Jehovah's Witnesses have abandoned one of the central canons of their faith and allowed followers to accept blood transfusions.
Leaders of the sect have told its six million members they will no longer face excommunication if they accept a transfusion under life-or-death conditions.
The decision, made at a secret meeting of the movement's 12-member world governing body at its New York headquarters, is being described as its biggest climbdown since sect's prediction of the end of the world failed to materialise in 1975.
Jehovah's Witness leaders described the change as a "slight adjustment". It follows years of negative publicity about followers of the movement, including children, who have died or come close to death because of their refusal to accept a transfusion.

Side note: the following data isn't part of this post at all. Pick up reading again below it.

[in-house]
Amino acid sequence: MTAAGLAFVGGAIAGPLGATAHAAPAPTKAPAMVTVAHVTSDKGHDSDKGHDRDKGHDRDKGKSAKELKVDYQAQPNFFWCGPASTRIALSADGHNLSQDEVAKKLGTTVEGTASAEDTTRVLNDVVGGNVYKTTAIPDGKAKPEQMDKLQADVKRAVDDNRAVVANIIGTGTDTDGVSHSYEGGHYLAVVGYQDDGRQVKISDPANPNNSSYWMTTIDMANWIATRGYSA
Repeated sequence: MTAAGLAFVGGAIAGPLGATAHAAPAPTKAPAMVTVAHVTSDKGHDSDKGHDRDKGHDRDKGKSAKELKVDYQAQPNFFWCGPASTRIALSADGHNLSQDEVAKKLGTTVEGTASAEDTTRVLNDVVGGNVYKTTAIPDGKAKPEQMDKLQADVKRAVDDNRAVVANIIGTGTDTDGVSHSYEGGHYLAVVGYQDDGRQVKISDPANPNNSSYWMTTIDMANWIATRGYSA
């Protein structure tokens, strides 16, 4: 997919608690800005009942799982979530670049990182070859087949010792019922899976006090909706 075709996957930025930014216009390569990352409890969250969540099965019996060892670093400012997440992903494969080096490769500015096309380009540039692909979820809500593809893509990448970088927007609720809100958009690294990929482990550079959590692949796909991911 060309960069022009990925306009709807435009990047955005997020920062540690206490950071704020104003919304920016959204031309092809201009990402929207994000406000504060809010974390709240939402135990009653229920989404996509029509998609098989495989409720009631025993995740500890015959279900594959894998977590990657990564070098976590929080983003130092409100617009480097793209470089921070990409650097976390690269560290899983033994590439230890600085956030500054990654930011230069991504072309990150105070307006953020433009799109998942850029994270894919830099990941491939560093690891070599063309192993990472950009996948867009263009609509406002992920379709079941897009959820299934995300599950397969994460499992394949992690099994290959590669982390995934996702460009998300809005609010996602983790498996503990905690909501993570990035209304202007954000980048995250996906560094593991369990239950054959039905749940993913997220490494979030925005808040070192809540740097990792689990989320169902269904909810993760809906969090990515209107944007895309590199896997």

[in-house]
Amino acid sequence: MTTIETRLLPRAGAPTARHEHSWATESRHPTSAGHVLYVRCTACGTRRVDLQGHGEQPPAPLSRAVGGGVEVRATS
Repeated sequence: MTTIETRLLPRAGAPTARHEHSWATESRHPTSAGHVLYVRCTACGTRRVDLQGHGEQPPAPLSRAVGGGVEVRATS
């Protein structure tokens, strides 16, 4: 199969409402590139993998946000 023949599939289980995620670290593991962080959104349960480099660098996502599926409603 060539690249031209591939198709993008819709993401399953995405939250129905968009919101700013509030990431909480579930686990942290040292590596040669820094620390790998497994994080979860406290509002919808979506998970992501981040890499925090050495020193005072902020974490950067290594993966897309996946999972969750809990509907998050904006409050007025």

Only last week, Brent Bond, a Witness from Nottingham, renounced his faith seconds before he lost consciousness so he could receive a lifesaving blood transfusion after losing five pints in a machete attack.
In January, Beverly Matthews, 33, of Stockton, died after refusing an emergency transfusion. Letters have been sent to lead-ers of the sect throughout Britain, where there are 130,000 Witnesses, instructing them no longer to expel members who accept blood.
Jehovah's Witnesses have until now interpreted certain passages in the Bible as meaning they cannot accept any form of transfusion of blood, which they regard as a gift from God.
Geoffrey Unwin, a former Witness who now writes on religion, predicted a backlash from members who had been excommunicated over the issue. He said he knew of at least two who were considering legal action.